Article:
3) All D, one flag runner. This is a tactic I’ve seen done on both sides to varying degrees of success. Usually a druid or shaman will bolt to the flag while a strong contingency of defenders await the initial onslaught (see #1) of the opponents. While most of the opponents are rushing, this leaves the opponent’s flag somewhat defenseless, allowing for the stealthy grab and rush back. If the timing is right, all the offensive party from the opponent will have been killed by the defenders, thus giving the flag runner an open field to return (or at least to hide out in till things settle down). This has also been accomplished by a rogue and healer combo, or just a solo rogue. (yes, I’ve pulled off my share of these with a variety of setups, mostly solo). The object here is to keep the opponent distracted while your stealthy runners do their job.

4) Mixed O/D. This is what I was describing earlier, where each player is “assigned” a duty. Optimal layout tends to be around 3D, 3M, 4O. But that varies depending on opponent strategy and strength. Although this seems to be a good overall strategy (at least for testing the strength of your opponent), it’s not great for using throughout the entire game, because if your opponent ends up doing the exact same thing, it usually comes down to the flip of a coin. What I’ve seen happen is just an exchange of some opponent players (”You take D this time, I’ll go O”), and it shifts the balance enough so that although you thought you were winning, you’re scratching your head, wondering how you lost.

There are many different strategies that can be employed in BG. Stick with what works, but only when it’s working, then switch! And, don’t be afraid either to take charge or demand organized leadership — that is what I’ve seen as the #1 BG downfall (everyone doing their own thing).

Comments on This section:

Windpaw Says:October 31st, 2005 at 1:07 pm e
The complete lack of any idea of what you’re getting into is both one of the most exciting, and most frustrating aspects of the battleground experience.

I can say with pretty fair certainty though, that when you show up in the assembly area in AB or WSG and hear 10-15 people yelling for invites - and no one is inviting - you’re in for a stomping.

As the players on [Twisting Nether] mature, I’ve been enjoying a much more balanced BG experience. I find myself on the winning side about as much as I find myself on the losing side, and only rarely are we getting pWnD into oblivion the way we were in the beginning.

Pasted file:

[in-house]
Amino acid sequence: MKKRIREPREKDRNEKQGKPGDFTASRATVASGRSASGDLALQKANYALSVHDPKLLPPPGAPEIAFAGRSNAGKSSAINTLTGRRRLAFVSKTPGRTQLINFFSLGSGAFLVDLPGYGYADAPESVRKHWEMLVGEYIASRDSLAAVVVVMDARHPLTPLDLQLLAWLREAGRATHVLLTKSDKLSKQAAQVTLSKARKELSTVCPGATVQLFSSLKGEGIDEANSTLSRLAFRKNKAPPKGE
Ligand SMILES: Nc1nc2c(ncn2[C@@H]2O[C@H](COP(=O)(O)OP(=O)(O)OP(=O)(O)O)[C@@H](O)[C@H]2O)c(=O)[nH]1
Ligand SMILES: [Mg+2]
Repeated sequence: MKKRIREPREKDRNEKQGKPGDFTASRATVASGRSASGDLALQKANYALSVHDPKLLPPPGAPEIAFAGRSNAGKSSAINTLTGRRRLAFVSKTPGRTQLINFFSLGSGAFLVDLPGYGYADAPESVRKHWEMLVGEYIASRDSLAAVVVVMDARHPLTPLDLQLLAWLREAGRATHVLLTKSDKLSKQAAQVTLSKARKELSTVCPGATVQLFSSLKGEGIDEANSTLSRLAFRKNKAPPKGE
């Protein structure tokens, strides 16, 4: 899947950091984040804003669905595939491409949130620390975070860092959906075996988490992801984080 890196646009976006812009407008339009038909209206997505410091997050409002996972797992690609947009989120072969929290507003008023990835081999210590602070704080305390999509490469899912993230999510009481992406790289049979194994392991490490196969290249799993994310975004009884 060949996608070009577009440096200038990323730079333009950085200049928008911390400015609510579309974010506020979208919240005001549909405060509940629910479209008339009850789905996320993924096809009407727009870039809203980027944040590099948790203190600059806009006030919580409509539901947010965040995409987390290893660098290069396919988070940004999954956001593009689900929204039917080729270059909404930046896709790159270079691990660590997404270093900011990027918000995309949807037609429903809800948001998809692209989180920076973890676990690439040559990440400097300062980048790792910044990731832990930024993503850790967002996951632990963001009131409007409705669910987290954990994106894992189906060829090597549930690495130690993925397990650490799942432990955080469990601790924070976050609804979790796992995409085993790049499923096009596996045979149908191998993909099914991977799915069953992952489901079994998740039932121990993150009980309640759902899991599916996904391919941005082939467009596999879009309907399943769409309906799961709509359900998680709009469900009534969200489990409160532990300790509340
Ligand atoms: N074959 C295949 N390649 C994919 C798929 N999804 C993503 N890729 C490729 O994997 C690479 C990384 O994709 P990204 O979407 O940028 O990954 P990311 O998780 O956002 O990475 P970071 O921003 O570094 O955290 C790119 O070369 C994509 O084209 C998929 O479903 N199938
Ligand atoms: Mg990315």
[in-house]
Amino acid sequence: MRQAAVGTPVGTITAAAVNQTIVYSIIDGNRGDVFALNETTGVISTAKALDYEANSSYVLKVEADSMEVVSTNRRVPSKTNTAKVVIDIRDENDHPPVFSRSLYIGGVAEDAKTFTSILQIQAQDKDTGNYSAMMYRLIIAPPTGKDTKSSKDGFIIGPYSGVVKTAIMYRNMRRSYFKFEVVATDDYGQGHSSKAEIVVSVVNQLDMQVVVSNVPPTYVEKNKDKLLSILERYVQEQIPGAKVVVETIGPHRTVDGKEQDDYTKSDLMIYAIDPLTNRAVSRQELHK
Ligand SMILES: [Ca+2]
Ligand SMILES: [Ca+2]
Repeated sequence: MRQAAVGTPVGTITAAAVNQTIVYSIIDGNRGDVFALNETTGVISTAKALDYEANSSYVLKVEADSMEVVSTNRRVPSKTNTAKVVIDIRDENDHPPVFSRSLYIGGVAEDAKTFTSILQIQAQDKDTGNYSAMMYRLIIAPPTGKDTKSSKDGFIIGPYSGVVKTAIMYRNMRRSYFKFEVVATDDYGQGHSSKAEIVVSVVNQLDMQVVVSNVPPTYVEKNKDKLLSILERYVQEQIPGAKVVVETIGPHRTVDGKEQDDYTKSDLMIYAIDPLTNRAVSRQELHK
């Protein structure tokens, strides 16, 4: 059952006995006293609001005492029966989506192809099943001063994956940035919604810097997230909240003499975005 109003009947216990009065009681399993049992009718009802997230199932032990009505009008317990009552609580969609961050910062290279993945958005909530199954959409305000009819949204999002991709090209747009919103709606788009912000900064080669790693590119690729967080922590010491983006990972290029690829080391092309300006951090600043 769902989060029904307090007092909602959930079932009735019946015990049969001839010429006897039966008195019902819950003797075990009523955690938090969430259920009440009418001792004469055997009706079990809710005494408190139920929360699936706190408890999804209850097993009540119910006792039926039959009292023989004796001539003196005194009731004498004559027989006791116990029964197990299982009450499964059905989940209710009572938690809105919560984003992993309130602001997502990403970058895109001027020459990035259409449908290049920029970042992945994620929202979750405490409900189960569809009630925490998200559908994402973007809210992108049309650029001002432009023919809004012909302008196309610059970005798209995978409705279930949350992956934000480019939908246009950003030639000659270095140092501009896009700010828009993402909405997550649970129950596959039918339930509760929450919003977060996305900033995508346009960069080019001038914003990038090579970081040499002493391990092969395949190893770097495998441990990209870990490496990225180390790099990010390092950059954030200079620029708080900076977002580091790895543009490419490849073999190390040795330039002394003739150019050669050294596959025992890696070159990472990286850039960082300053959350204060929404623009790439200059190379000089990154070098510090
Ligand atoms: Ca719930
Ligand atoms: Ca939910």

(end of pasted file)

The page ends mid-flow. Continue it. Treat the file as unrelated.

Just this weekend, Sequoia jumped into back to back AB sessions - and each one was completely different.

In the first, the Alliance was like a ravening wolf. We were using the ‘all offense all the time’ strategy that I prefer and kept the Horde off balance and rezzing in their graveyard for most of the session. We won with a comfortable 800 point spread.

The very next session was a mess. The Alliance was split apart with a few people guarding the mine and the rest running around in ones or twos trying to assault fixed positions held by mobs of Horde. The loss was embarassing - made more so by the fact that it was one of those rare groups of players that really didn’t care if they lost or not.

Psyae Says:October 31st, 2005 at 1:51 pm e
I’d like to make it clear that Windpaw is discussing AB strategy with “all offense, all the time.” This is a tactic I think I discussed briefly either in a post or with Windpaw at some time. The concept is simple, but challenging to pull off. Your team basically acts like the Hannibal I mentioned in the WSG tactics, sticking together tightly, supporting each other, and attacking/taking over each flag one-by-one, but without “holding” them. If you’re quick enough, you might be lucky to have only one or two bases in contest. Depending on the opponent’s strategy, you could win before they know what’s going on, or, if they’re doing the same thing, it could be a test of stamina. If you are faster, and keep your team alive longer, you can catch up and overtake your opponent. Once you do, you’re nearly guaranteed to win.

The problem, as in all bg strategy, is getting everyone to work together and support each other.
Something I’ve noticed, as well. The one-player tank idea (I haven’t mentioned yet) actually has some limited success in WSG, as I’ve shown on my personal blog, and as Ayae in TN showed in her first few runs. However, in AB, I’ve never seen it happen. Yeah, I’ve taken over a flag or two solo in AB, but within seconds, I’m surrounded by opponents, losing what I’ve “gained.”

The other obvious AB strategy is advance, capture, defend, extend, capture, defend, extend, etc. If you took elementary math, you’ll quickly understand why this is often a losing AB tactic. It spreads your team too thin, and allows for any medium contingengy of opponents to take any of your bases with ease. Recovering from a base loss is difficult if you were relying on it, which, using this method, you most assuredly are.